I always thought I'd be a cloth bum mum but early on in pregnancy decided we'd start off with disposables until we found our feet (I knew nothing about babies, see my introduction post) then switch to reusables.
When Baby D got to about 10 weeks old my hubby brought up the subject. We worked out that in her first 10 weeks of life we’d sent around 600 disposable nappies to landfill. This disturbed us somewhat, especially as we are waste haters...I'd done a little bit of research online about cloth nappies and quite frankly had gotten rather confused by all the different styles, brands and jargon. I found it all a bit too much for my little sleep deprived brain to take and had kind of chickened out of giving it a shot. He on the other hand and to my surprise had done lots of research and had decided he’d like to give it a go straight away. He ordered a couple of Close Parent Pop Ins. When they arrived I was really pleased with the lovely patterns he’d chosen: A blue and orange one with hippos on and a pink and turquoise one with Russian Dolls on. Over the next week or so we tried them, washed them, then tried them again and decided actually this is way easier than expected and ordered a couple of bundles of new generation V2 Pop Ins. They are super pretty.
When we were using disposables we'd have poop explosions that necessitated clothes changes at least 3 times a week, sometimes more. Poop all the way up Baby D's back or all up the front depending on if she was in a buggy, carrier, bed or whatnot. They also always seemed to happen in Tesco…not sure why?! Now, after 28 weeks of using them we have had 5 poonamis in total and only one of those was full on bad…in Ikea. And of course it was on the one occasion I’d forgotten to pack a spare outfit so hubby had to run off to the nearest clothes shop and buy an emergency outfit. This in my opinion is reason enough to prefer cloth never mind the environmental impact. We think we’ve stopped approximately 850 nappies going to landfill since switching to cloth and Baby D is only 9 months old. We do however use disposables at night. It’s a bit of a guilty secret. The reason being you need extra boosters in nighttime nappies which make the nappy so huge I was worried she’d be uncomfortable. We will try them in the night soon, watch this space.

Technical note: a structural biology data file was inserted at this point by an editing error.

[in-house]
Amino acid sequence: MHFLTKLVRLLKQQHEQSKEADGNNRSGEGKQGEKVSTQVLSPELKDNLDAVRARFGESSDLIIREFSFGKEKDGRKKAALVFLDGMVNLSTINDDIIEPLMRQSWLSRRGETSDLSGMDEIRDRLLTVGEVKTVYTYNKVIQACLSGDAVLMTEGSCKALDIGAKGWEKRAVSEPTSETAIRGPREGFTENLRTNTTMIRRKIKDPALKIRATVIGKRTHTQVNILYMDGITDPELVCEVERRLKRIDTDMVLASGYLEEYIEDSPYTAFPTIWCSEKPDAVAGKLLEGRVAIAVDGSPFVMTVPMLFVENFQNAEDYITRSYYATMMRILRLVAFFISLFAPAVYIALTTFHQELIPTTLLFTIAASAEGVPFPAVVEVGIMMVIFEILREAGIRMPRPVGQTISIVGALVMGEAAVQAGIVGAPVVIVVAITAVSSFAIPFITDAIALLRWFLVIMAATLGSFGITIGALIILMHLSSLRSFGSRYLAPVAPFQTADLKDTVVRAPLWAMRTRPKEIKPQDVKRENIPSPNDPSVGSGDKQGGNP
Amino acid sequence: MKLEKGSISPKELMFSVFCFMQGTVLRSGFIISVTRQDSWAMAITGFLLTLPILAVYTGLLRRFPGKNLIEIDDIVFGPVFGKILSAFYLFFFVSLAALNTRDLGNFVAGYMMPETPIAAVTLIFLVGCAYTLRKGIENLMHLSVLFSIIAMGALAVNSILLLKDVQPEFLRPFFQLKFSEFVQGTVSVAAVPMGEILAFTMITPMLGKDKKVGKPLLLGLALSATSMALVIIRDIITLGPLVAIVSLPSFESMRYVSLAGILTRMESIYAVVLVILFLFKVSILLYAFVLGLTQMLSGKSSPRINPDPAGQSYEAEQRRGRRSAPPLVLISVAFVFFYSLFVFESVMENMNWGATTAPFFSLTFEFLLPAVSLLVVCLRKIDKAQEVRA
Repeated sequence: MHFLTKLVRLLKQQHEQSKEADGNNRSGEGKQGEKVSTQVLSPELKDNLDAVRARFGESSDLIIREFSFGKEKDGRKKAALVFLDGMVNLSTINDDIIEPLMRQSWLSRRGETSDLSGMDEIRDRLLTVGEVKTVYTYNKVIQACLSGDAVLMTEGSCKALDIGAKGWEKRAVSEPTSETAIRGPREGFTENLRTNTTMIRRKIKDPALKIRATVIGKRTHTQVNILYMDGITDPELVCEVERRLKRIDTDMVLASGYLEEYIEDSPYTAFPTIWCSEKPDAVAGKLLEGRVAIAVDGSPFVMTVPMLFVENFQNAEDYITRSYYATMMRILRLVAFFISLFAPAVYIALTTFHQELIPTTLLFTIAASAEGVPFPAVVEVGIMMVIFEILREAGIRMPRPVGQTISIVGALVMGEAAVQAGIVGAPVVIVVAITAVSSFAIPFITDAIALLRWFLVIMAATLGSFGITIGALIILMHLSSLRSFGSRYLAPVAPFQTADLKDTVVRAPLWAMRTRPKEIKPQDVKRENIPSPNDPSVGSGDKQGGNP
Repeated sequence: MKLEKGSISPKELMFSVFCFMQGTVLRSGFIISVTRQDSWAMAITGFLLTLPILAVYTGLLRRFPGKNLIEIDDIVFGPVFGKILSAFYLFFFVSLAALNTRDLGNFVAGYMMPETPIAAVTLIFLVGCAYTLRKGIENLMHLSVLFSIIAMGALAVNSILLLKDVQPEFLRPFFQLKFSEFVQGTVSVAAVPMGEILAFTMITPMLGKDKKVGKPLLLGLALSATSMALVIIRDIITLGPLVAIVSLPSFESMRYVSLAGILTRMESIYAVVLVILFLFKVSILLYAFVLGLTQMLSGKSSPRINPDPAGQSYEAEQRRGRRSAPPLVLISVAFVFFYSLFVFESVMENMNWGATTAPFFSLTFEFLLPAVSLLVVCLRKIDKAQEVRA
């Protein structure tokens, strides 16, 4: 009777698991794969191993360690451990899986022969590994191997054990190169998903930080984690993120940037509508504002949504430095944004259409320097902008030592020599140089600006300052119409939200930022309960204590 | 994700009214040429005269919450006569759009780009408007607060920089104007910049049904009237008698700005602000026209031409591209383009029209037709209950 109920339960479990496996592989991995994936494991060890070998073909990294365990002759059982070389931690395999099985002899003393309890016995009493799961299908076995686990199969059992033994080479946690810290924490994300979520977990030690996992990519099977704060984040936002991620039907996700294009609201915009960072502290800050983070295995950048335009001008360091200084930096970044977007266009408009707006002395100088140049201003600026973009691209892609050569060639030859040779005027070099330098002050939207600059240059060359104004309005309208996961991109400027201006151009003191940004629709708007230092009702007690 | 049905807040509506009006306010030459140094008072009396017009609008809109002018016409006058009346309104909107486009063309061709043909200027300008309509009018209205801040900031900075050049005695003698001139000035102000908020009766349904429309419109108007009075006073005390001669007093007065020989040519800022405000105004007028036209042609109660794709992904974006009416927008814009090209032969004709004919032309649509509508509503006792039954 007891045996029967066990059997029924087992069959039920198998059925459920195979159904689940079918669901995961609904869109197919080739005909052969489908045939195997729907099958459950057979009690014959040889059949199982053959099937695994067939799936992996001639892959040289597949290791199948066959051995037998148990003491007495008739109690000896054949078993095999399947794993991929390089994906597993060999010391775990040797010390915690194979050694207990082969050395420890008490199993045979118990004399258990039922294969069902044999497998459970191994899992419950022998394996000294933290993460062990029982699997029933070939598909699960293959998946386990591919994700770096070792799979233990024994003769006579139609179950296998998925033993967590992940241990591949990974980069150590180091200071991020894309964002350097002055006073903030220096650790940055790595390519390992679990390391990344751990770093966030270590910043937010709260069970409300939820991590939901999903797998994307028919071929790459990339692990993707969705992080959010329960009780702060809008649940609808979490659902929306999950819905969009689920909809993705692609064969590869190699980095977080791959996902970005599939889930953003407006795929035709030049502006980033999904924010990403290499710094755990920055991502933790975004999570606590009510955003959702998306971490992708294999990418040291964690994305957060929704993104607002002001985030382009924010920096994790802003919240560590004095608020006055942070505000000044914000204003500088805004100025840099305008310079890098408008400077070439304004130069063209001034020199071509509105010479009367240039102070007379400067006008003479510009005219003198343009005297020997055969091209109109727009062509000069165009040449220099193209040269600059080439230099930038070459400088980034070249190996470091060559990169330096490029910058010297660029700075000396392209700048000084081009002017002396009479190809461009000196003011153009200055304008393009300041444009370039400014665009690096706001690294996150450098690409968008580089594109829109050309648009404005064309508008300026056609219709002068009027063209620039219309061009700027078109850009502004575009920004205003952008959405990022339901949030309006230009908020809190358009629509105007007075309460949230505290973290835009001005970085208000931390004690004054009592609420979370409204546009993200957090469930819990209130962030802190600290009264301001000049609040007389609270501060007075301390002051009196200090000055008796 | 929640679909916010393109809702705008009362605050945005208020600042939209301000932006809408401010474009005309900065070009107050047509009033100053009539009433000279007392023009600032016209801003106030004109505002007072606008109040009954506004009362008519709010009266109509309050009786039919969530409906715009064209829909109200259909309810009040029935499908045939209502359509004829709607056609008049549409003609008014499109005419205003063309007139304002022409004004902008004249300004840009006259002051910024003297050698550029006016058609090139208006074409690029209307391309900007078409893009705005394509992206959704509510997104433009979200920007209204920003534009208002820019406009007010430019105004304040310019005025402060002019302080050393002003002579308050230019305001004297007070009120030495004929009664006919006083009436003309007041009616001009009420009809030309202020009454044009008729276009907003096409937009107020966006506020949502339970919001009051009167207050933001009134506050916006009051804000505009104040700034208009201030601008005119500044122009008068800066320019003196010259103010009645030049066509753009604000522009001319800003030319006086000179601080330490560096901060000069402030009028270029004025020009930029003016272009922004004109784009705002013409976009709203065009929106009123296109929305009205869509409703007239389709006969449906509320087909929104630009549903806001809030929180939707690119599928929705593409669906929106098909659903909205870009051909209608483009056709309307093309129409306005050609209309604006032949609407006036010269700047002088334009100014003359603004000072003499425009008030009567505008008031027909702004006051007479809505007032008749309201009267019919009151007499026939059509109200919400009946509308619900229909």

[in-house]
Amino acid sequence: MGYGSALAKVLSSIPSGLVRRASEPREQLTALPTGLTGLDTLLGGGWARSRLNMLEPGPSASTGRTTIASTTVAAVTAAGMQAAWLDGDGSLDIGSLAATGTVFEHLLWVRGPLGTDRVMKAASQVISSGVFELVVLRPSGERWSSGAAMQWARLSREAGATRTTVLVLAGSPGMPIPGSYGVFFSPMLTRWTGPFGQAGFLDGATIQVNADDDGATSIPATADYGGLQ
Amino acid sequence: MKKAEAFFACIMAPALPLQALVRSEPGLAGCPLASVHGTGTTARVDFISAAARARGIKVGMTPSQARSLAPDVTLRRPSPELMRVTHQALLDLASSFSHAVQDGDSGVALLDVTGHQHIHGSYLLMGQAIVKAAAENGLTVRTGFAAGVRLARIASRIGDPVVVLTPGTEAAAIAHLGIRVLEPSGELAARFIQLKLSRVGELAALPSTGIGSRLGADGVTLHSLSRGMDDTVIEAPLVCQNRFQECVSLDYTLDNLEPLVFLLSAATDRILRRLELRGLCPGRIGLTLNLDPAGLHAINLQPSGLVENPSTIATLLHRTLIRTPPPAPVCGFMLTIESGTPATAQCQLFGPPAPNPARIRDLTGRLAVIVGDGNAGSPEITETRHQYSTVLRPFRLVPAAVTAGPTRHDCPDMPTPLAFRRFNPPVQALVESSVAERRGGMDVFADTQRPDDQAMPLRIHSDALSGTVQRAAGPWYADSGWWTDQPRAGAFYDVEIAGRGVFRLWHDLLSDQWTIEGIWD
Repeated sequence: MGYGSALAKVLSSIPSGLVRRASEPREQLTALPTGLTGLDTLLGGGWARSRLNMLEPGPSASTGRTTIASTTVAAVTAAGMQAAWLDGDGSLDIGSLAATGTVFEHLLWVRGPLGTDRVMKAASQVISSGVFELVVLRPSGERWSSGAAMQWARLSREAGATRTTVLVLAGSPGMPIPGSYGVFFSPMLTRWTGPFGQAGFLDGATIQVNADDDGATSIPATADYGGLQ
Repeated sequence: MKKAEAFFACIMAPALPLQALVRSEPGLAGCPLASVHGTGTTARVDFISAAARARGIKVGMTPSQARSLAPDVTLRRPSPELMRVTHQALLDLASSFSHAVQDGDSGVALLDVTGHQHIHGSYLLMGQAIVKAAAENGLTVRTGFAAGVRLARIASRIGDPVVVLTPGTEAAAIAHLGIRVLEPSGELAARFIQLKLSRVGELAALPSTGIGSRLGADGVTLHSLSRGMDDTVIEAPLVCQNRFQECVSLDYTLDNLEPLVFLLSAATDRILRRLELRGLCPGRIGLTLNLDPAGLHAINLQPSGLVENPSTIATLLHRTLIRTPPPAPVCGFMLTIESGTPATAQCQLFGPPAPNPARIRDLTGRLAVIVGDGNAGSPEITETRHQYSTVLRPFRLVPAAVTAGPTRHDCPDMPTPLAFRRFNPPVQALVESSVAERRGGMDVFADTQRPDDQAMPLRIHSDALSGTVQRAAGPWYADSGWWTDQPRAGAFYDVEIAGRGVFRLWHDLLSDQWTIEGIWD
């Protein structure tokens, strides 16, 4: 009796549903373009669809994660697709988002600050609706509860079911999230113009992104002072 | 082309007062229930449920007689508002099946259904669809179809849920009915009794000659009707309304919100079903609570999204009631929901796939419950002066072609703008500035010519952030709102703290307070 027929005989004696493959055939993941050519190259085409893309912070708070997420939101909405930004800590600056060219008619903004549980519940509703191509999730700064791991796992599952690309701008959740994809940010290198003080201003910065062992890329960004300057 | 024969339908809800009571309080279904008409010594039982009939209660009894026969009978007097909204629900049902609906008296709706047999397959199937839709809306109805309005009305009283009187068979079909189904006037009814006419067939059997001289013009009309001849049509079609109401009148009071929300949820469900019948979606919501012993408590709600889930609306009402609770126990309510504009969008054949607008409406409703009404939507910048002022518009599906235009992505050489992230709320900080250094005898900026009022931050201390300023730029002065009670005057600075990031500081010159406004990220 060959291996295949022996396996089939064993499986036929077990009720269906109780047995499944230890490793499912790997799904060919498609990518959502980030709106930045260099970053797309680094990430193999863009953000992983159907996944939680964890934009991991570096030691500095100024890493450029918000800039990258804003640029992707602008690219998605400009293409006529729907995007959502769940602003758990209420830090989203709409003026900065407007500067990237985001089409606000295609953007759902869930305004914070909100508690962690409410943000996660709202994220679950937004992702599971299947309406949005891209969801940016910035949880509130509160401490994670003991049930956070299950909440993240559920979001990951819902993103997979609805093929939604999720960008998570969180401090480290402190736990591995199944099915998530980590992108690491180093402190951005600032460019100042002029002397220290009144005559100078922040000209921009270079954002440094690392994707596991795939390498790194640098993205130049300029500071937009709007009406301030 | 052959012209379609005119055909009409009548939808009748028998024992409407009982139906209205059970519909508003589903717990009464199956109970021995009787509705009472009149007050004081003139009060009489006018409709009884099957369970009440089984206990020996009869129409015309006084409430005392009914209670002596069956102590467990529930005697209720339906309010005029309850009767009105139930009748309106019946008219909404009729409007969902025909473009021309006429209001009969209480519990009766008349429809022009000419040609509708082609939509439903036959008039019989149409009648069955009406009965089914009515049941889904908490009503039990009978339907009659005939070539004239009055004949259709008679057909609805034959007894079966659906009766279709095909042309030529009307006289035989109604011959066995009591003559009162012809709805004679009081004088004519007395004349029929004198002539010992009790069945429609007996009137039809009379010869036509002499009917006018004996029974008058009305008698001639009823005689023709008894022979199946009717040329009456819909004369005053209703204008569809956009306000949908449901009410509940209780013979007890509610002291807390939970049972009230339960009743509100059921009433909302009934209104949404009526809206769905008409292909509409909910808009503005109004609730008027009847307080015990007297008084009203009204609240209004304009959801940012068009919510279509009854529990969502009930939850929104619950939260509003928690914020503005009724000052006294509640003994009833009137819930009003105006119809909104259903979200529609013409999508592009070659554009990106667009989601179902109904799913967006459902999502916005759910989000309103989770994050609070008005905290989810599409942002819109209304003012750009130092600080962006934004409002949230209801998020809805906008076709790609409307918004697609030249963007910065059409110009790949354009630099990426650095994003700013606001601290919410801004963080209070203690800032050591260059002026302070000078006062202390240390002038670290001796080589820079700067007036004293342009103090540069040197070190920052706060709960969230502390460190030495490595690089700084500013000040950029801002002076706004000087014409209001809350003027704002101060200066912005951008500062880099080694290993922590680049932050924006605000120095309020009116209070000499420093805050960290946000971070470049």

The Pop Ins are birth to potty sized, you just popper them up to make them smaller and undo the the poppers to make them bigger. Baby D is now on the second-to-largest popper setting. At first they seem rather big and bulky but as baby grows the relative size decreases. We find that we have to choose trousers more carefully. H&M and Next make beautiful cloth bum worthy baby trousers. And there’s something so cute about a big cloth bum!
Something that I really notice is the smell of disposable nappies. Until we started using cloth I had no idea how much disposables smell. They stink of a weird chemically sort of smell combined with wee. Ewww. I guess it’s the absorbent gel stuff that’s in them that smells. I really like that cloth doesn’t contain any chemicals or weird smells other than the obvious. And the ones we use are made from bamboo which is naturally antibacterial.
Washing is surprisingly easy. It does however take a bit of effort and is a bit of a faff. I do a nappy wash every third day. I use non bio powder with a bit of natural nappy sanitiser and do a rinse at the end to get rid of any residual powder. They take a little while to dry but if the weather is nice out on the line they are dry in a day.
What about poop? Well, inside the nappy I use biodegradable liners made from corn starch. So, when the nappy gets pooped in you just take the liner out and flush it down the loo. Simple!
I really love cloth nappies and I feel that I’m doing my bit to prevent waste and stuff going to landfill. Baby D’s little bottom doesn’t come into contact with chemicals all the time and she looks super cute in her colourful bums. Quite a few of her baby friends also wear cloth nappies, it’s nice to have a few kindred spirits around.